ATHENIAN GRILL

 

People in Lexington love a good meal. As our restaurant scene continues to expand, that seems pretty obvious. But thanks to a great resurgence and evolution of the beloved food truck, we are finding out that a restaurant doesn’t have to have walls, tables and chairs to offer up a plate of food packed with flavor.
While a handful of food trucks have gained popularity since popping up on Lexington’s streets a few years ago, some have expanded their scope to have their cuisine not just offered on four wheels, but also behind four walls. Such is the case for the Athenian Grill, a place where outstanding Greek cuisine is the norm and its new brick-and-mortar location only seems to confirm its popularity with Lexington foodies.
Before the Athenian Grill opened in its new permanent location in the heart of Chevy Chase, the idea merely existed as a possible dream of owner and native Greek Ilias Pappas.
He immigrated to the states for his education, attending Lexington Community College and UK before heading further south to Florida International University. While he worked in the technology field at one point, he eventually found his way back to food and worked in numerous restaurants in Miami, including Carpaccio and the Ritz-Carlton Hotel. Of course, this shouldn’t be a surprise given his native culture.
“It’s like that ‘My Big Fat Greek Wedding’ movie. We talk about food all the time,” Pappas said.
The people in his family who shared Pappas’ passion were his aunt and uncle, George and Louiza Ouraniou. He helped them with their catering business while he was in college, and when his uncle passed away, he moved back to Lexington permanently to be with his family and to eventually help fulfill a shared dream.
First came the food truck and catering business, which catered to parties as large as 300 while becoming an appetizing sight at Thursday Night Live as well as local breweries Country Boy Brewing and West Sixth Brewery.
Now, Athenian Grill, which opened this past summer at the former location of Belle’s Bakery, offers an expanded Greek menu with a bit more ambience. The quaint, two-story space has a trio of white tables and blue chairs on the floor with exposed ceilings and naked light bulbs connected to snaky silver pipes above your head. The upstairs is where a single, reservation-only table sits where Pappas personally serves you a multi-course Greek meal family style.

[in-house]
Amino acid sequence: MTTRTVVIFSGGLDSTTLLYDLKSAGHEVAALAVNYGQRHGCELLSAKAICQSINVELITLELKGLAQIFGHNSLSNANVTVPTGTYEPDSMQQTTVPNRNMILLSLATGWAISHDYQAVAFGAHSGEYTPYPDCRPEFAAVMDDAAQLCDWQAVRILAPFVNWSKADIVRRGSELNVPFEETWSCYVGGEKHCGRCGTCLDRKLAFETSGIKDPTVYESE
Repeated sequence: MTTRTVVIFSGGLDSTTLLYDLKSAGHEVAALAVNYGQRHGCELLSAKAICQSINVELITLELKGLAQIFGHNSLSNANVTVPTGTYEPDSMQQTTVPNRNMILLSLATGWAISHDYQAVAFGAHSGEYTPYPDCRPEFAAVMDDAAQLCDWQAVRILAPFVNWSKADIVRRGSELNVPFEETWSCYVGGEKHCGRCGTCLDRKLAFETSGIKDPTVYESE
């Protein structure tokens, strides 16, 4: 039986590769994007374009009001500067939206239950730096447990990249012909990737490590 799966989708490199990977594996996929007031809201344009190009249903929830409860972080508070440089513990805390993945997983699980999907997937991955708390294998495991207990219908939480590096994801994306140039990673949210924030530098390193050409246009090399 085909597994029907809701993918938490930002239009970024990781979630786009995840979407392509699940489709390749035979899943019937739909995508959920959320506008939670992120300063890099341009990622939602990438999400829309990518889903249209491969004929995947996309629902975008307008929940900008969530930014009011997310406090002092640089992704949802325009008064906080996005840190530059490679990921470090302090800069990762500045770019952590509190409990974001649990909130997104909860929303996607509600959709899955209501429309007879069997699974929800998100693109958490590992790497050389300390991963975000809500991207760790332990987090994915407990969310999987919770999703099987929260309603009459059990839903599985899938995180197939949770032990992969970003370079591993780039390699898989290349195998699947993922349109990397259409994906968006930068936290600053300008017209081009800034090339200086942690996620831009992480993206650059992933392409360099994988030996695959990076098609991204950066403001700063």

That being said, the downstairs is where all the action is, as people pile in during lunch and dinner rushes with a line out the door. It’s for good reason if you’ve tried the food. 
They have many traditional Greek dips served with pita bread like creamy tzatziki, scordalia (potato with olive oil and garlic) and classic hummus. They also have a roasted red pepper hummus that’s fantastic, with a flavorful kick of pepper and garlic right up front and a texture you’ll have a hard time beating.
Many people come in for a classic gyro, which can be served with lamb, chicken, souvlaki (grilled pork tenderloin skewer), sausage or vegetarian. While I won’t argue with that choice, you would be doing your self a disservice if you didn’t try one of their traditional Greek specialties.
The spanikopita, Greek spinach pie with phyllo dough and feta, was picked dry before my visit ended, and I saw plenty of patrons go for the Cypriot meatballs, with ground beef, veal, onion and paprika. Some of the restaurant’s heartier dishes will certainly be ideal as the temperature drops, whether it’s the pastitsio (Greek lasagna) with baked pasta and ground beef or the Greek beef stew, with grass-fed beef that falls apart on the fork served in tomatoes sauce served with roasted potatoes. My personal favorite was the mousaka, with sautéed eggplant layered with beef and lamb in a béchamel sauce that was brimming with fresh herbs.
Big things come in small packages when it comes to Athenian Grill’s fresh-baked desserts, which include classics like flaky and rich baklava, the super moist melomakarona with honey and a welcome bit of spice and the kourabiedes (Greek wedding cookie) with nuts and coated in a downpour of powdered sugar.
Pappas’ dream has certainly become even better than he expected with his new restaurant while the food truck and catering side of his business continues to grow. In addition to emphasizing bringing an authentic taste of his Greek heritage in dishes with fresh, local ingredients, he thinks there’s more that accounts for the Athenian Grill’s popularity.
“The key to our success is that we try our best every day,” Pappas said. “We want to make sure everybody walks out of here happy.”


Posted on 2013-12-26 by Blake Hannon
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